We now present the second of a three-part blog post series based on a lecture presented by NGJ Executive Director, Dr Veerle Poupeye, at the Jamaica Music Museum’s Grounation programme of February 16, 2014.
But let me now turn to the more specific instance of music and art in Jamaica. Music plays a pivotal role in Jamaican culture and this is predictably and prominently reflected in the country’s visual art. Much of this has to do with the performative character of popular, African-derived religions in Jamaica, which make very active ritual use of music and dance. The three artists who are the focus of this presentation – Kapo, Everald Brown, and Woody – all came from such context. Pioneering research was done by Olive Lewin, Janet Grant-Woodham and others on the music produced by the church communities of Kapo and Everald Brown. Not being a music specialist myself, I have little to add to the research on their music and my focus is instead on the represented and implied music in their work. Everald Brown was also an instrument-maker and his instruments qualify as works of art in their own right, so I am also discussing these in this presentation.
Mallica “Kapo” Reynolds was born in 1911 in Byndloss, St Catherine and died in 1989. He received his first vision at age 16 and started preaching in the country side. Like many young rural men and women of his generation, Kapo soon moved to Kingston in search of opportunity and settled in Trench Town, where he established his Zion Revival Church, the St Michael Tabernacle. Kapo started painting and sculpting in the 1940s and 50s and rose to local and international prominence as a major artist and cultural icon in the 1960s, aided by the support he received from Edward Seaga and also from others, such as the first Tourism Director John Pringle and the American art impresario Selden Rodman.
Kapo’s paintings and sculptures, as a whole, depict his Zion Revival life world, including the physical environment and the people around him, but it is in those works that depict Revival beliefs and practices that music, and dance, are most obviously present. One classic example is Kapo’s Rising Table (1972), which depicts a Revival table ceremony. For those who are familiar with Revival music, the sounds evoked by this in this vibrantly patterned, dynamic and colourful work – the singing, the clapping, the drums and the other instruments – are easy to imagine. In fact, once pointed out, this implied music is almost impossible to ignore. Kapo’s Revival Baptismal Ceremony, also from 1972, can be read in similar terms and in this work the landscape seems to sway and chant along with the human figures involved in the ceremony. Music is less obviously present in Kapo’s sculptures but many of his sculpted figures appear to be dancing, as can be seen in this view of the National Gallery’s temporary Kapo Gallery in 2010, and where there is dance, there is of course music of some sort, physically heard or in the mind of the dancer.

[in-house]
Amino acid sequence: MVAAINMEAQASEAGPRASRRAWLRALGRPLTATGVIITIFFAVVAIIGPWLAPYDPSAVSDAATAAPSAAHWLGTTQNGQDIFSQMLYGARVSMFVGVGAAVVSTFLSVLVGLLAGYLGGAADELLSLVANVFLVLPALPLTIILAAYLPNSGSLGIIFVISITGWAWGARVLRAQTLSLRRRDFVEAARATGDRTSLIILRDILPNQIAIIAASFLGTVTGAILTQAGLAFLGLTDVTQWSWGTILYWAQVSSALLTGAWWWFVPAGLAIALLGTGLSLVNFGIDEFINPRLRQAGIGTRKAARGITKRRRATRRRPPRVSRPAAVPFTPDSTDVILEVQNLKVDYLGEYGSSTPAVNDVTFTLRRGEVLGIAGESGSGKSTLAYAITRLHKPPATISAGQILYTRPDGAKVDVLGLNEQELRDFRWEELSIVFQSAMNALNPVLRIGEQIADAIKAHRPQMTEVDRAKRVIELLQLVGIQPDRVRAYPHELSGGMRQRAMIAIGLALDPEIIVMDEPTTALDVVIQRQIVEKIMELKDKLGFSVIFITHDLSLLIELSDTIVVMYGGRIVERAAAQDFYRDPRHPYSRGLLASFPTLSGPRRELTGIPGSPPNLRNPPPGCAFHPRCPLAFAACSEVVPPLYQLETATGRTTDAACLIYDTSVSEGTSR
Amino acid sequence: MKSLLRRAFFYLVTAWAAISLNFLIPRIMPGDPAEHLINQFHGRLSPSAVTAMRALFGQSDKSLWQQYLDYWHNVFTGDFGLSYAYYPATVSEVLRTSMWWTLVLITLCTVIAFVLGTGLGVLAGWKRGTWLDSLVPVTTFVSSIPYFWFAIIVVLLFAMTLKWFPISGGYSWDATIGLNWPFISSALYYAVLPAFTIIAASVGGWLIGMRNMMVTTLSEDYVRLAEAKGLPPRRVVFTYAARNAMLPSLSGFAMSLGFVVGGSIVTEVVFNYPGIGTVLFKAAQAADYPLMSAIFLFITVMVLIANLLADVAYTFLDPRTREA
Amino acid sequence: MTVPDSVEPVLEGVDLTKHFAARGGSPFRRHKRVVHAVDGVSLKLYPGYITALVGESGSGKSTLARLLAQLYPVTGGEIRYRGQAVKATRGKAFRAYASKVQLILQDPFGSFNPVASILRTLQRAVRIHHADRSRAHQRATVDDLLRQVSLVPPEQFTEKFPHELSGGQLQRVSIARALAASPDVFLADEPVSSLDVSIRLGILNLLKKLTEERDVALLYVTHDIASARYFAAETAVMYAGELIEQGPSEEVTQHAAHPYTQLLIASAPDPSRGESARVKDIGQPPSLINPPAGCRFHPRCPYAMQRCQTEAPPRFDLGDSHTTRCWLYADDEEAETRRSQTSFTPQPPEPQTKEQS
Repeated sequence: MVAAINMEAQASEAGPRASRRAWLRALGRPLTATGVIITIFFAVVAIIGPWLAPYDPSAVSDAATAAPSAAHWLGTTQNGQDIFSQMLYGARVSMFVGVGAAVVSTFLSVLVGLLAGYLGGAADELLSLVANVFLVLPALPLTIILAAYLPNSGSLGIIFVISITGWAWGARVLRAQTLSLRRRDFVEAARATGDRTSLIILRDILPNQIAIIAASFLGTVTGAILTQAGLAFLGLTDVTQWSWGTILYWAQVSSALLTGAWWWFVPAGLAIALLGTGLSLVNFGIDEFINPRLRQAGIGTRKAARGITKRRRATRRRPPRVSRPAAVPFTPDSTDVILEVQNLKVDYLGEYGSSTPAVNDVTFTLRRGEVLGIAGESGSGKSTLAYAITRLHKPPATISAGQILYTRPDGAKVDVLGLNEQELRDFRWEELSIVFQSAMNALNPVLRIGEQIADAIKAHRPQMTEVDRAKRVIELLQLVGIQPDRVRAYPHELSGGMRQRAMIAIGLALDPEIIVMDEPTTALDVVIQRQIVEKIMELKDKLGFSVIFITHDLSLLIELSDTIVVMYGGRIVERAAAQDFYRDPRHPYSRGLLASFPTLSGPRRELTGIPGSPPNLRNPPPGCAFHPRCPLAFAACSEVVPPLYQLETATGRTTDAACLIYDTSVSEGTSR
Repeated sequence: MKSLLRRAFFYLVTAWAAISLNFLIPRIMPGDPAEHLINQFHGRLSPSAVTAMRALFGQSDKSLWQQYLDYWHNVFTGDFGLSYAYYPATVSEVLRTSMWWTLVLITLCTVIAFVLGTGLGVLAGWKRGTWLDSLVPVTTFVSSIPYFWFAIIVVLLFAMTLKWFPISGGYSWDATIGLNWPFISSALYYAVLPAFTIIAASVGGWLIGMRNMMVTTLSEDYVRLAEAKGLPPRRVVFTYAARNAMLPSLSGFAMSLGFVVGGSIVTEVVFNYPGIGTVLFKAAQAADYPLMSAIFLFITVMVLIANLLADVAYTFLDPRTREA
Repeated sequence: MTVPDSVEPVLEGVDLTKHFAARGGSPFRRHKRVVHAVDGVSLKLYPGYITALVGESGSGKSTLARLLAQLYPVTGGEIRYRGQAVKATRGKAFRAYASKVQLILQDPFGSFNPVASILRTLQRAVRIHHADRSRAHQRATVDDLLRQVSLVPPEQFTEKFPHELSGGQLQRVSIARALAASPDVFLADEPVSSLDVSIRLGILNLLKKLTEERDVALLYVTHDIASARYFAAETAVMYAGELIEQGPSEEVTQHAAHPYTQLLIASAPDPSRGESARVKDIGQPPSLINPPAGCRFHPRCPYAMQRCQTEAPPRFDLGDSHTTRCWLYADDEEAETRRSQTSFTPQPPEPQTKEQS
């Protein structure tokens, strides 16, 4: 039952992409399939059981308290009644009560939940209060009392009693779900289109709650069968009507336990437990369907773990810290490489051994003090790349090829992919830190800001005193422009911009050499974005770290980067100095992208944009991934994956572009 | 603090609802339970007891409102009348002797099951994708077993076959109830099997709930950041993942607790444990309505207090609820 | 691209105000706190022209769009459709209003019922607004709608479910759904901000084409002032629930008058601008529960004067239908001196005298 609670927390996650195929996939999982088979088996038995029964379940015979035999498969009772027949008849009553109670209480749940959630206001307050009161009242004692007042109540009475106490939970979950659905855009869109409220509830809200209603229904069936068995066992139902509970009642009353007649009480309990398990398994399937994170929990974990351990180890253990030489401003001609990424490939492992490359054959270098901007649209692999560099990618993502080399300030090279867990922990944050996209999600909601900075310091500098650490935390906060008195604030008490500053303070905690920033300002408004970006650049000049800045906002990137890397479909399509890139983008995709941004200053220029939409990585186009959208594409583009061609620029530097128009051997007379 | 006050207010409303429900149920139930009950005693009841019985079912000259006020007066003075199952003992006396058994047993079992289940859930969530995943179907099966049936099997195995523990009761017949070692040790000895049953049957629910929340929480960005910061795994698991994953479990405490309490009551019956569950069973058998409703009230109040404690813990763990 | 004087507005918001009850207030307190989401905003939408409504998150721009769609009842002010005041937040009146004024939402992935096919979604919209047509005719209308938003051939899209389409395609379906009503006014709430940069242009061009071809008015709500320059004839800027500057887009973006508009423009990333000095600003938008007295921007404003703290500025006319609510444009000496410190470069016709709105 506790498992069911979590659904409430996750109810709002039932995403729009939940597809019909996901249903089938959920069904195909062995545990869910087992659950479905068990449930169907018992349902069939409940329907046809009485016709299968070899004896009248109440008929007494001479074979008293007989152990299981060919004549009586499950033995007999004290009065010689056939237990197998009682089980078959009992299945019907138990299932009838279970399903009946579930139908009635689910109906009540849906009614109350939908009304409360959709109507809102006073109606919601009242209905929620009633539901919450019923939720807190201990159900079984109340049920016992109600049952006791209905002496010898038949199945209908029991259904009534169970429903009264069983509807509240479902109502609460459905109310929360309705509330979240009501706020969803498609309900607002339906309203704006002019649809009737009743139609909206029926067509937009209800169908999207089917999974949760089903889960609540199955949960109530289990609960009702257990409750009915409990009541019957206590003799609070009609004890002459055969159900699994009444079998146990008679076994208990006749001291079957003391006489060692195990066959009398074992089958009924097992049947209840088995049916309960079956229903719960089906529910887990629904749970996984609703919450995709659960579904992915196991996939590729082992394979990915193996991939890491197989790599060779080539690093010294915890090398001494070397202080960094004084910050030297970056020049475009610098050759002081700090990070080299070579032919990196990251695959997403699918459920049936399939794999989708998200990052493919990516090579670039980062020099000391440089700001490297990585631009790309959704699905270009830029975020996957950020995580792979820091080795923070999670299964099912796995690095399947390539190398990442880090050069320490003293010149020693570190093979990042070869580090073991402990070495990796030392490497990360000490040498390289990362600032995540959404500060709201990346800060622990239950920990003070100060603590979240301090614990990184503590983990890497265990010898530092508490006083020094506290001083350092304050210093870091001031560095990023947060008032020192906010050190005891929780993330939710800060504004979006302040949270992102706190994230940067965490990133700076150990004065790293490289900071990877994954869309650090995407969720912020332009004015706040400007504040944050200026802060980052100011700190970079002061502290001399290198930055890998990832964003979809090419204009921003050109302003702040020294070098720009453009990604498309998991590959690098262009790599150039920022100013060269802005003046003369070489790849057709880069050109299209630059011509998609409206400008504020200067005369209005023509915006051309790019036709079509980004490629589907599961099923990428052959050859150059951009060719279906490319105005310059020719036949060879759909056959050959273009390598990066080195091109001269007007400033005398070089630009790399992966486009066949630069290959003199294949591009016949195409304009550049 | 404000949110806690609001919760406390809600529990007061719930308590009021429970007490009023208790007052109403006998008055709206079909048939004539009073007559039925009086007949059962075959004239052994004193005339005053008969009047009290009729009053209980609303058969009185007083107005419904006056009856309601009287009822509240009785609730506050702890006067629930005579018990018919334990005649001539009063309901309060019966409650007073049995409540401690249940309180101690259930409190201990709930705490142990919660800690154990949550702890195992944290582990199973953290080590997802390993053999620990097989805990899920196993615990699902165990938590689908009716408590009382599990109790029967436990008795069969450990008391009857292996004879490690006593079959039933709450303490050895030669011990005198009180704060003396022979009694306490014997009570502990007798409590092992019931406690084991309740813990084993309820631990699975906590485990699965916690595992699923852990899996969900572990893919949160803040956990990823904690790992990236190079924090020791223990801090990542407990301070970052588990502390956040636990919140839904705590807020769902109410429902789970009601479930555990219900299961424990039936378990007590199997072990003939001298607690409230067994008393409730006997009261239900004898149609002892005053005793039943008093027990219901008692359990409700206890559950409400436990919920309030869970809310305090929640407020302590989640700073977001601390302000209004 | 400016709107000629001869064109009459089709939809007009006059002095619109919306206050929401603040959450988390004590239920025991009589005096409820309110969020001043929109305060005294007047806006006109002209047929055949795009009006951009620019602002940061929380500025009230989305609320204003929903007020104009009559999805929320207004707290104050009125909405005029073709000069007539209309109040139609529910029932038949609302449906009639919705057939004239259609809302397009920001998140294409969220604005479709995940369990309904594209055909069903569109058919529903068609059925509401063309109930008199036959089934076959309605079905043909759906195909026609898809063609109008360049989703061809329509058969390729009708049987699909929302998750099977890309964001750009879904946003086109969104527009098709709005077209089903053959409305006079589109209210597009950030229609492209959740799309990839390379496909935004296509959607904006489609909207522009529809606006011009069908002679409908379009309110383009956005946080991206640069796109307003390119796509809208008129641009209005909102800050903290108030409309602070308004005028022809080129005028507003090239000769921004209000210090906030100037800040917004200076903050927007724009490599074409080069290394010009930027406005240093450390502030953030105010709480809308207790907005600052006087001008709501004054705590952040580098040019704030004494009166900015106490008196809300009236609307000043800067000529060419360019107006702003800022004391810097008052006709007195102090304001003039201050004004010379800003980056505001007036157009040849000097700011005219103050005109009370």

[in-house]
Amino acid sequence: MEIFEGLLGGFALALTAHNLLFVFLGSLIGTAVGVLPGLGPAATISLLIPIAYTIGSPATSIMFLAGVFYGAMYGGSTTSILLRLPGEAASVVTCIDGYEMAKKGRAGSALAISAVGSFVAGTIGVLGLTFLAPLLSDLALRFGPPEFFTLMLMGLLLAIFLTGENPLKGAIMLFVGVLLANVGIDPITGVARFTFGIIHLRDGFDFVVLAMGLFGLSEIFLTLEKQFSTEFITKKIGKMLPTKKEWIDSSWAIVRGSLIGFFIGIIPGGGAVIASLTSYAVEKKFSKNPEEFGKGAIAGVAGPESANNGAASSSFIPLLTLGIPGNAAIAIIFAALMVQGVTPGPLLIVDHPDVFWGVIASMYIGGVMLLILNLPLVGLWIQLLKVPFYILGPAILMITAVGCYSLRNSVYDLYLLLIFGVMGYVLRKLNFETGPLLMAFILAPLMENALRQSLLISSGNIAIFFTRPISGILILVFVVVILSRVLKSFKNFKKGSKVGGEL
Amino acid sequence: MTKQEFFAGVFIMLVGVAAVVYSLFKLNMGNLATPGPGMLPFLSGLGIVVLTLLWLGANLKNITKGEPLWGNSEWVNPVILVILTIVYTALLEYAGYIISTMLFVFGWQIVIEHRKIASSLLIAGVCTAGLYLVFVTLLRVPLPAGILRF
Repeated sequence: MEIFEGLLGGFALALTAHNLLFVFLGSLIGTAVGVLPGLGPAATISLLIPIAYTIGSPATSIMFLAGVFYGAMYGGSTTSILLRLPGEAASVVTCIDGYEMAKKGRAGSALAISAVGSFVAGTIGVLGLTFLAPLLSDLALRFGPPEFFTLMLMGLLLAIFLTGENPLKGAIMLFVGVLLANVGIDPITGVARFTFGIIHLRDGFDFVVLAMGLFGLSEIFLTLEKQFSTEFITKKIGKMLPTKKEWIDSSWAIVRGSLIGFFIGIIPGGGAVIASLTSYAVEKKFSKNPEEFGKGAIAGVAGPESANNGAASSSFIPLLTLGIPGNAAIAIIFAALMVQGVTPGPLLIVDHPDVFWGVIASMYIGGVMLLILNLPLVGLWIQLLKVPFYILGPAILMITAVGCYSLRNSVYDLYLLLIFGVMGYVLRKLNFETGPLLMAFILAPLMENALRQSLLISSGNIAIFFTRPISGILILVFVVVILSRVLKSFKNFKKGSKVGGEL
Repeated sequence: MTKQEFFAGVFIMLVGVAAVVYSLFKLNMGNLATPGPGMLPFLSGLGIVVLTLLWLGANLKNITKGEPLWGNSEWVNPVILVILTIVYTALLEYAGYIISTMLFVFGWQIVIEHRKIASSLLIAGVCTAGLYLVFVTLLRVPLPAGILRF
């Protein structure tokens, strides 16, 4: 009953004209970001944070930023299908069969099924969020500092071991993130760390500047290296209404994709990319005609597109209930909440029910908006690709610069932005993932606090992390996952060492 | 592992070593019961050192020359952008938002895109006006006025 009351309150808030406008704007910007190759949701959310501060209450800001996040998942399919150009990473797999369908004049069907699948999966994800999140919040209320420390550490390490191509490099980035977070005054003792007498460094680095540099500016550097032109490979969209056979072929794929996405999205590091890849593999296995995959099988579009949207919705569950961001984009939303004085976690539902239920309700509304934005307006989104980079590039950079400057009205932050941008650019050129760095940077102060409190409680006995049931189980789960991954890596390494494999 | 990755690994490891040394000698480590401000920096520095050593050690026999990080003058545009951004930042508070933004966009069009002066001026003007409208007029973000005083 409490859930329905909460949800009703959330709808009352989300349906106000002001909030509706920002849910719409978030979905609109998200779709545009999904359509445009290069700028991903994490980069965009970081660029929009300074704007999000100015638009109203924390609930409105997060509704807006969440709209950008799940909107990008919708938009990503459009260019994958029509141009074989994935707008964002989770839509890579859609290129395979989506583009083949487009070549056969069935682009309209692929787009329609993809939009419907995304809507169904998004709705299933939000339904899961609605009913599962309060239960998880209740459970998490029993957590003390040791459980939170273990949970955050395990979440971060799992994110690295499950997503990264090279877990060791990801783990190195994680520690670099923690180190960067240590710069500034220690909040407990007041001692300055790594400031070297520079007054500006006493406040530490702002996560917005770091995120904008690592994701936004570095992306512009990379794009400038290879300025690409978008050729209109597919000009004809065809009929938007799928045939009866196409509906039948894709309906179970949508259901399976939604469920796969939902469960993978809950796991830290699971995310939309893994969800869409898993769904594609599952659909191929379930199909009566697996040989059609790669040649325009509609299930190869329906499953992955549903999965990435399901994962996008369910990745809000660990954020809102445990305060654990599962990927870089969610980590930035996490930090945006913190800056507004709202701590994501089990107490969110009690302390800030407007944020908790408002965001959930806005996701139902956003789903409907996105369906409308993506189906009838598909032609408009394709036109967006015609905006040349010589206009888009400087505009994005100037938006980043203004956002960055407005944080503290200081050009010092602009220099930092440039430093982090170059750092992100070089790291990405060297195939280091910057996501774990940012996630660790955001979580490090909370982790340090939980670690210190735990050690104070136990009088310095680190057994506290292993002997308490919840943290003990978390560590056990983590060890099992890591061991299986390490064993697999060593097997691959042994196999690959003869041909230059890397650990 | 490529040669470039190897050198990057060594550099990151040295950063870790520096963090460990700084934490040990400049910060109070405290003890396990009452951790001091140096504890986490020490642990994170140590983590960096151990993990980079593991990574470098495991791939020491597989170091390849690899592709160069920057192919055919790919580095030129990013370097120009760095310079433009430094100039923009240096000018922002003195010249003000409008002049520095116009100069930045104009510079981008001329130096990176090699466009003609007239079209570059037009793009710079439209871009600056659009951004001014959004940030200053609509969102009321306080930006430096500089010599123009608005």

William “Woody” Joseph was born in 1919 in Castleton, St Mary, and died in 1998. He was not affiliated with any religious group but as the collector Wayne Cox put it, “carving itself was the way Woody was called to give spiritual service” and his work is best understood in the context of the Zion Revival life-world, which is actively present in the communities on the Wagwater River banks, of which the River Maid carving on screen is a good reminder
While it is unclear to what extent he was aware of his African sources, African retentions are particularly pronounced in Woody’s work and this is obvious in the general aesthetic, techniques and spiritual concepts behind his work. Always using cedar root, which he dug up himself, his sculptural forms – depictions of animals, winged angels and whimsical portraits of people in his environment – were based on the forms suggested by the wood itself, which Woody allowed to “speak” to him. Woody coloured his carvings, which were typically black or red. He called his red “Zambia Red” and appears to have used hibiscus flowers and red earth as a pigment for this applied dye; while his black carvings were submerged, often for months, in a logwood dye bath. Both colours and techniques have identifiable African antecedents.
Although Woody was not to my knowledge involved in making music, dance and music are alluded to in many of his works, and much of it brings to mind the music, gestures and dance rituals of Revival, such as the swirling, “wheeling” motion in King Worrel (1993) and the clapping figures in Woman with Crown (1989) or the aptly named John Clappy (n.d.). Or, as the Washington Post critic Ferdinand Protzman put it, Woody’s carvings “are imbued with a kind of effervescent spirituality that makes them appear to be on the verge of singing, shouting or simply ascending to Heaven”.